This immutable fact only makes still more bizarre, at a time of aching transition, Liverpool's rejection of an old but potentially still effective icon. The mystery deepened during Sun-day's defeat by Arsenal, when neither Luis Suarez, for all his creative impu-lses, nor Fabio Borini, ever looked likely to land a significant punch.

Would Owen have made any kind of difference? It is reasonable to believe so. He would have brought, certainly, a high level of professional pride and the last of the instincts of a natural-born predator.

It was said of the sumptuously gifted midfielder Charlton that he was a scorer of great goals.

Owen was, of course, a great goal-scorer in whom maybe too many in English football did not believe in quite enough. It has to be sad that the club he served most brilliantly has added its name to the list.

 



PROMOTED VIDEO
Have you tried new the Independent Digital Edition apps?
Caption competition
Caption competition
Latest stories from i100
Have you tried new the Independent Digital Edition apps?

Bleacher Report

Daily Quiz
Independent Dating
and  

By clicking 'Search' you
are agreeing to our
Terms of Use.

Day In a Page

Isis hostage crisis: The prisoner swap has only one purpose for the militants - recognition its Islamic State exists and that foreign nations acknowledge its power

Isis hostage crisis

The prisoner swap has only one purpose for the militants - recognition its Islamic State exists and that foreign nations acknowledge its power, says Robert Fisk
Missing salvage expert who found $50m of sunken treasure before disappearing, tracked down at last

The runaway buccaneers and the ship full of gold

Salvage expert Tommy Thompson found sunken treasure worth millions. Then he vanished... until now
Homeless Veterans appeal: ‘If you’re hard on the world you are hard on yourself’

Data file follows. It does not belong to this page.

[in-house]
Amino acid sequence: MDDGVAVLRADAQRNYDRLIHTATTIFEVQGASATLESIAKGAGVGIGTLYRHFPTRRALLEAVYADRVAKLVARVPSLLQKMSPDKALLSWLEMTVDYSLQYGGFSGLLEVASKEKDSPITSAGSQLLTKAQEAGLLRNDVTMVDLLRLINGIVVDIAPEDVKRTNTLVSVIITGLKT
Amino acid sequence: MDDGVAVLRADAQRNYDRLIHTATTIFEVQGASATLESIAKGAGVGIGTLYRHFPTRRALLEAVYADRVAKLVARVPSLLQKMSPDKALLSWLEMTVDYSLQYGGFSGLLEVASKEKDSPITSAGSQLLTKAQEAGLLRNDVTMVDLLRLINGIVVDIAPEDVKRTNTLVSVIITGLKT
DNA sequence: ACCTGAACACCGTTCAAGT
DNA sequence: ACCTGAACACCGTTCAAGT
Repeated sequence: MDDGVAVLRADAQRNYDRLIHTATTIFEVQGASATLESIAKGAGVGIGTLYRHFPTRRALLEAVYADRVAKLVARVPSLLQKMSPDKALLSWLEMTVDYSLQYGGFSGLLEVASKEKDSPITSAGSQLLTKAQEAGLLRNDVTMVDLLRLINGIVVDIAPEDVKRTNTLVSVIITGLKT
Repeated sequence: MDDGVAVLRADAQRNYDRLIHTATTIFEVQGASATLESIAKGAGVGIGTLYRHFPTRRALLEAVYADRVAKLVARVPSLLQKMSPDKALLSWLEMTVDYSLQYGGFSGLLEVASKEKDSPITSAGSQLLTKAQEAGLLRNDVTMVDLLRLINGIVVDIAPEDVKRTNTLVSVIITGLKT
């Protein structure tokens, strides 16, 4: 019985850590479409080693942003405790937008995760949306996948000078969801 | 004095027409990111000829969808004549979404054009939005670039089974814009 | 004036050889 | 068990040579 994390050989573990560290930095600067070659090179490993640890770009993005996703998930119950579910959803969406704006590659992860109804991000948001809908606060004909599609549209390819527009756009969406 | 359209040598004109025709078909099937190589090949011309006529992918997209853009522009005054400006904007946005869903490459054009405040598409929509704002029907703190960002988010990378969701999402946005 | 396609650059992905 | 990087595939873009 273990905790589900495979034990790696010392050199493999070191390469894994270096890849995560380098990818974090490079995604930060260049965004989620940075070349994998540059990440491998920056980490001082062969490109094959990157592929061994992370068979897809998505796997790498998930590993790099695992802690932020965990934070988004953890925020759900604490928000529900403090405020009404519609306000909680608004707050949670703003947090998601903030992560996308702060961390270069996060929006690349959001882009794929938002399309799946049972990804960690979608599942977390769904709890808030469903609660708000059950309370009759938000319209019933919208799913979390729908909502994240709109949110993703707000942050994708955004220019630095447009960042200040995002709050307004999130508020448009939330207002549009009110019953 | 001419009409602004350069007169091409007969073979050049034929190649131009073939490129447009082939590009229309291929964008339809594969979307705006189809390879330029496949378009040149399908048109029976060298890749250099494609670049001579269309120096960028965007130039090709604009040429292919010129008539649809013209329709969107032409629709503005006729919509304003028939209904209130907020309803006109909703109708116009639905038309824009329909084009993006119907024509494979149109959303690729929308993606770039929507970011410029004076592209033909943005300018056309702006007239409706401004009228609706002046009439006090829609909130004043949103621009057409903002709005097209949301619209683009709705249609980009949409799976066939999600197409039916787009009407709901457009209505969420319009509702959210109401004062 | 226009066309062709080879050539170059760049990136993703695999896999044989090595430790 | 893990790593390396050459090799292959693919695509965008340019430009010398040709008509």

Homeless Veterans appeal: ‘If you’re hard on the world you are hard on yourself’

Maverick artist Grayson Perry backs our campaign
Assisted Dying Bill: I want to be able to decide about my own death - I want to have control of my life

Assisted Dying Bill: 'I want control of my life'

This week the Assisted Dying Bill is debated in the Lords. Virginia Ironside, who has already made plans for her own self-deliverance, argues that it's time we allowed people a humane, compassionate death
Move over, kale - cabbage is the new rising star

Cabbage is king again

Sophie Morris banishes thoughts of soggy school dinners and turns over a new leaf
11 best winter skin treats

Give your moisturiser a helping hand: 11 best winter skin treats

Get an extra boost of nourishment from one of these hard-working products
Paul Scholes column: The more Jose Mourinho attempts to influence match officials, the more they are likely to ignore him

Paul Scholes column

The more Jose Mourinho attempts to influence match officials, the more they are likely to ignore him
Frank Warren column: No cigar, but pots of money: here come the Cubans

Frank Warren's Ringside

No cigar, but pots of money: here come the Cubans
Isis hostage crisis: Militant group stands strong as its numerous enemies fail to find a common plan to defeat it

Isis stands strong as its numerous enemies fail to find a common plan to defeat it

The jihadis are being squeezed militarily and economically, but there is no sign of an implosion, says Patrick Cockburn
Virtual reality thrusts viewers into the frontline of global events - and puts film-goers at the heart of the action

Virtual reality: Seeing is believing

Virtual reality thrusts viewers into the frontline of global events - and puts film-goers at the heart of the action
Homeless Veterans appeal: MP says Coalition ‘not doing enough’

Homeless Veterans appeal

MP says Coalition ‘not doing enough’ to help
Larry David, Steve Coogan and other comedians share stories of depression in new documentary

Comedians share stories of depression

The director of the new documentary, Kevin Pollak, tells Jessica Barrett how he got them to talk
Has The Archers lost the plot with it's spicy storylines?

Has The Archers lost the plot?

A growing number of listeners are voicing their discontent over the rural soap's spicy storylines; so loudly that even the BBC's director-general seems worried, says Simon Kelner
English Heritage adds 14 post-war office buildings to its protected lists

14 office buildings added to protected lists

Christopher Beanland explores the underrated appeal of these palaces of pen-pushing
Human skull discovery in Israel proves humans lived side-by-side with Neanderthals

Human skull discovery in Israel proves humans lived side-by-side with Neanderthals

Scientists unearthed the cranial fragments from Manot Cave in West Galilee